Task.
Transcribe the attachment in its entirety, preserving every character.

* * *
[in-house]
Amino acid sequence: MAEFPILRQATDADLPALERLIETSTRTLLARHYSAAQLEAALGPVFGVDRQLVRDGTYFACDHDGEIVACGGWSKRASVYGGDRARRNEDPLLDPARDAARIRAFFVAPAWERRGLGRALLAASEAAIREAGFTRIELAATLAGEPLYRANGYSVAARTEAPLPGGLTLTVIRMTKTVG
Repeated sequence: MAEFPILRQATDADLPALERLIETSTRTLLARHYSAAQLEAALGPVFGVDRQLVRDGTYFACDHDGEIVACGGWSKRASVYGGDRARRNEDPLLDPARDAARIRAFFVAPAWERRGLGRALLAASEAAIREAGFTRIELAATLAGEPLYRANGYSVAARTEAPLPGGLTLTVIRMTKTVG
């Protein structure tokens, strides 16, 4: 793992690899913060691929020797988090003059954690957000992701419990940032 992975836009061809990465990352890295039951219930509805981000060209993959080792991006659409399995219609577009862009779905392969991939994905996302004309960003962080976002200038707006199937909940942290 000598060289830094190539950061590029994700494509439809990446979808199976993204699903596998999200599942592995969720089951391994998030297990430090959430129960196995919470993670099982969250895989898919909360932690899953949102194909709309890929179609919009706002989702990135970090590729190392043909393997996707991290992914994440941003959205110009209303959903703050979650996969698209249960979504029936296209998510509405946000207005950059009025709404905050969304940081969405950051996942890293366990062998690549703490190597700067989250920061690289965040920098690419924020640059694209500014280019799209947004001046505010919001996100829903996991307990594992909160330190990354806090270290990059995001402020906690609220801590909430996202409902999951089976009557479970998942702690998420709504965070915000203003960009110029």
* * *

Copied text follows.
[in-house]
Amino acid sequence: MAEFPILRQATDADLPALERLIETSTRTLLARHYSAAQLEAALGPVFGVDRQLVRDGTYFACDHDGEIVACGGWSKRASVYGGDRARRNEDPLLDPARDAARIRAFFVAPAWERRGLGRALLAASEAAIREAGFTRIELAATLAGEPLYRANGYSVAARTEAPLPGGLTLTVIRMTKTVG
Repeated sequence: MAEFPILRQATDADLPALERLIETSTRTLLARHYSAAQLEAALGPVFGVDRQLVRDGTYFACDHDGEIVACGGWSKRASVYGGDRARRNEDPLLDPARDAARIRAFFVAPAWERRGLGRALLAASEAAIREAGFTRIELAATLAGEPLYRANGYSVAARTEAPLPGGLTLTVIRMTKTVG
């Protein structure tokens, strides 16, 4: 793992690899913060691929020797988090003059954690957000992701419990940032 992975836009061809990465990352890295039951219930509805981000060209993959080792991006659409399995219609577009862009779905392969991939994905996302004309960003962080976002200038707006199937909940942290 000598060289830094190539950061590029994700494509439809990446979808199976993204699903596998999200599942592995969720089951391994998030297990430090959430129960196995919470993670099982969250895989898919909360932690899953949102194909709309890929179609919009706002989702990135970090590729190392043909393997996707991290992914994440941003959205110009209303959903703050979650996969698209249960979504029936296209998510509405946000207005950059009025709404905050969304940081969405950051996942890293366990062998690549703490190597700067989250920061690289965040920098690419924020640059694209500014280019799209947004001046505010919001996100829903996991307990594992909160330190990354806090270290990059995001402020906690609220801590909430996202409902999951089976009557479970998942702690998420709504965070915000203003960009110029």